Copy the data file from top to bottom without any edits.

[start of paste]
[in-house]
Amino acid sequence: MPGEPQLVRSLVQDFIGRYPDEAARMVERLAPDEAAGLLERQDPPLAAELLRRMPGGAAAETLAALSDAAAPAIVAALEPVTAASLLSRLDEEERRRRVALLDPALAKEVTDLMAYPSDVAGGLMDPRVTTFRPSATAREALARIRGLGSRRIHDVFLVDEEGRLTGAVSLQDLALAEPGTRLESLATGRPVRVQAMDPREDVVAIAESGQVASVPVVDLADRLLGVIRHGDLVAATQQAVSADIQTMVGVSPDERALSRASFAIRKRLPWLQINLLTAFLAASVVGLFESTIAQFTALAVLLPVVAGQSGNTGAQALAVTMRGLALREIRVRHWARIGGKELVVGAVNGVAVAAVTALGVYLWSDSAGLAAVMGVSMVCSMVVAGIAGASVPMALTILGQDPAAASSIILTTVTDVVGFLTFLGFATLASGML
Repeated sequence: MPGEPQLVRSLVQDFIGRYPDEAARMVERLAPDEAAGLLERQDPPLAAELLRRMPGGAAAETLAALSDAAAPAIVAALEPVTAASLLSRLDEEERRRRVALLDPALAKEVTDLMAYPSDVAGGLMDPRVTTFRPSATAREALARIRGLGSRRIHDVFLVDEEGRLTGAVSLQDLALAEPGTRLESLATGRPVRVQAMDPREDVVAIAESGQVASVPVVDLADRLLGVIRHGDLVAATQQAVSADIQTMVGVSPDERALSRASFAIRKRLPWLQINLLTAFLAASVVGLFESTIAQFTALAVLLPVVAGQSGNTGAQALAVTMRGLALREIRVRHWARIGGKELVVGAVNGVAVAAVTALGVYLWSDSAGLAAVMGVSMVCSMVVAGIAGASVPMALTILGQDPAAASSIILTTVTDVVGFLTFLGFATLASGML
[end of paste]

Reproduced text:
[in-house]
Amino acid sequence: MPGEPQLVRSLVQDFIGRYPDEAARMVERLAPDEAAGLLERQDPPLAAELLRRMPGGAAAETLAALSDAAAPAIVAALEPVTAASLLSRLDEEERRRRVALLDPALAKEVTDLMAYPSDVAGGLMDPRVTTFRPSATAREALARIRGLGSRRIHDVFLVDEEGRLTGAVSLQDLALAEPGTRLESLATGRPVRVQAMDPREDVVAIAESGQVASVPVVDLADRLLGVIRHGDLVAATQQAVSADIQTMVGVSPDERALSRASFAIRKRLPWLQINLLTAFLAASVVGLFESTIAQFTALAVLLPVVAGQSGNTGAQALAVTMRGLALREIRVRHWARIGGKELVVGAVNGVAVAAVTALGVYLWSDSAGLAAVMGVSMVCSMVVAGIAGASVPMALTILGQDPAAASSIILTTVTDVVGFLTFLGFATLASGML
Repeated sequence: MPGEPQLVRSLVQDFIGRYPDEAARMVERLAPDEAAGLLERQDPPLAAELLRRMPGGAAAETLAALSDAAAPAIVAALEPVTAASLLSRLDEEERRRRVALLDPALAKEVTDLMAYPSDVAGGLMDPRVTTFRPSATAREALARIRGLGSRRIHDVFLVDEEGRLTGAVSLQDLALAEPGTRLESLATGRPVRVQAMDPREDVVAIAESGQVASVPVVDLADRLLGVIRHGDLVAATQQAVSADIQTMVGVSPDERALSRASFAIRKRLPWLQINLLTAFLAASVVGLFESTIAQFTALAVLLPVVAGQSGNTGAQALAVTMRGLALREIRVRHWARIGGKELVVGAVNGVAVAAVTALGVYLWSDSAGLAAVMGVSMVCSMVVAGIAGASVPMALTILGQDPAAASSIILTTVTDVVGFLTFLGFATLASGML